AUGUSTA — A controversial component of Gov. Paul LePage’s plan to attract manufacturers to Maine would violate federal law, labor unions told lawmakers Monday.

Administration officials, however, said they are confident that the proposal would survive a legal challenge.

At issue is a bill submitted by LePage that would provide generous tax incentives to companies that invest more than $50 million and create 1,500 jobs if they locate in one the state’s two closed military bases: Brunswick Naval Air Station or Loring Air Force Base.

At a public hearing before the Legislature’s Labor, Research and Economic Development Committee, members of the public and lawmakers focused primarily on a section of the bill that would exempt companies located in so-called “right-to-work zones” from collective bargaining requirements.

In these zones, workers represented by a union would not be required to pay dues. In states that have right-to-work-laws, unions find it difficult to operate and organize.

While federal courts have allowed states to enact right-to-work laws statewide, the courts have never allowed such laws to be enacted only in portions of a state, said labor attorney Jeffrey Neil Young and Matt Schlobohm, executive director of the Maine AFL-CIO.


“This is clearly illegal,” Schlobohm said.

Young said federal courts in New Mexico and Kentucky have rejected municipal ordinances that set up right-to-work zones.

LePage’s senior economic policy adviser, John Butera, said the legal staff at the Legislature’s Revisor of Statutes Office examined the issue and determined that states do have the authority to create right-to-work zones. No other state has created such a zone, but the Delaware Legislature recently considered a similar bill, he said.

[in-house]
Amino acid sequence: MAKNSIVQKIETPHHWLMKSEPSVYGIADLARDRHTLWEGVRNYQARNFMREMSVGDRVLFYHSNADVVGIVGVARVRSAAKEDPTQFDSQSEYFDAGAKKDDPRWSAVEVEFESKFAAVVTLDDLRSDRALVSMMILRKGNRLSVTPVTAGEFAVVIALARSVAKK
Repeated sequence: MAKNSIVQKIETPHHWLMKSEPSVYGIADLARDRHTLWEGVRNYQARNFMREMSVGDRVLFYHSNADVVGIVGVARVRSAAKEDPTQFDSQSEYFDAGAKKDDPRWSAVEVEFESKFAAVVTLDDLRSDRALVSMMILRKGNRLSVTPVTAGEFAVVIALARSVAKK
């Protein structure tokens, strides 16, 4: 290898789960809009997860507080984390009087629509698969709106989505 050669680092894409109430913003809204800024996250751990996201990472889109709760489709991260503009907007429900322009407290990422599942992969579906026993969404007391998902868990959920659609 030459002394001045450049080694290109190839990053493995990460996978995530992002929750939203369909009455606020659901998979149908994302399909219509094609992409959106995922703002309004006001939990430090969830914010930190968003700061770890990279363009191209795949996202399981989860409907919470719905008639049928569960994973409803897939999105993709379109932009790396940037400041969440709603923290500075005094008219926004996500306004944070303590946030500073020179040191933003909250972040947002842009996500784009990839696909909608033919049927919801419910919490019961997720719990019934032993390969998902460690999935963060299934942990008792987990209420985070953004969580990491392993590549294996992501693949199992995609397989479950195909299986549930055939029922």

Butera, who worked previously as a consultant helping corporations select sites for new factories, said company CEOs and presidents have told him numerous times that they would not consider expanding into a state that did not have a right-to-work law. The lack of such a law is often a “deal-breaker,” he told the committee.

Given that the bill would limit the right-to-work provision to just two areas and would go into effect only if large companies relocated there, opponents don’t have much to worry about, he said.

“In our minds, there is no risk in moving this forward,” he said about the bill. “It just gives us the option to compete for high-profile projects.”


The bill has no chance of passing with the right-to-work provision in it because Democrats strongly oppose such a measure, said Sen. John Patrick, D-Rumford, who co-chairs the committee.

However, he said, there is support for some of the bill’s other provisions. They include allowing qualifying companies to keep 100 percent of their corporate income tax for the first 10 years that the project is in operation; a sales tax exemption; annual reimbursement for up to five years from the Efficiency Maine Trust for electric rates that exceed the national average industrial rate; and access to a pool of up to $400 million in long-term, credit-enhanced financing at taxable bond rates for a single project.

Rep. Amy Volk, R-Scarborough, the ranking Republican House member on the committee, said after the hearing that she would like to see the bill move forward even if it means compromising with Democrats and removing the right-to-work provision.

“I would like us to work something out,” she said.

While LePage is unlikely to support a compromise bill, Volk said, she hopes he would not oppose it.

Correction: This story was updated at 12:48 p.m. on Tuesday, March 25 to correct the name of labor attorney Jeffrey Neil Young.

Tom Bell can be contacted at 207-791-6369 or at:

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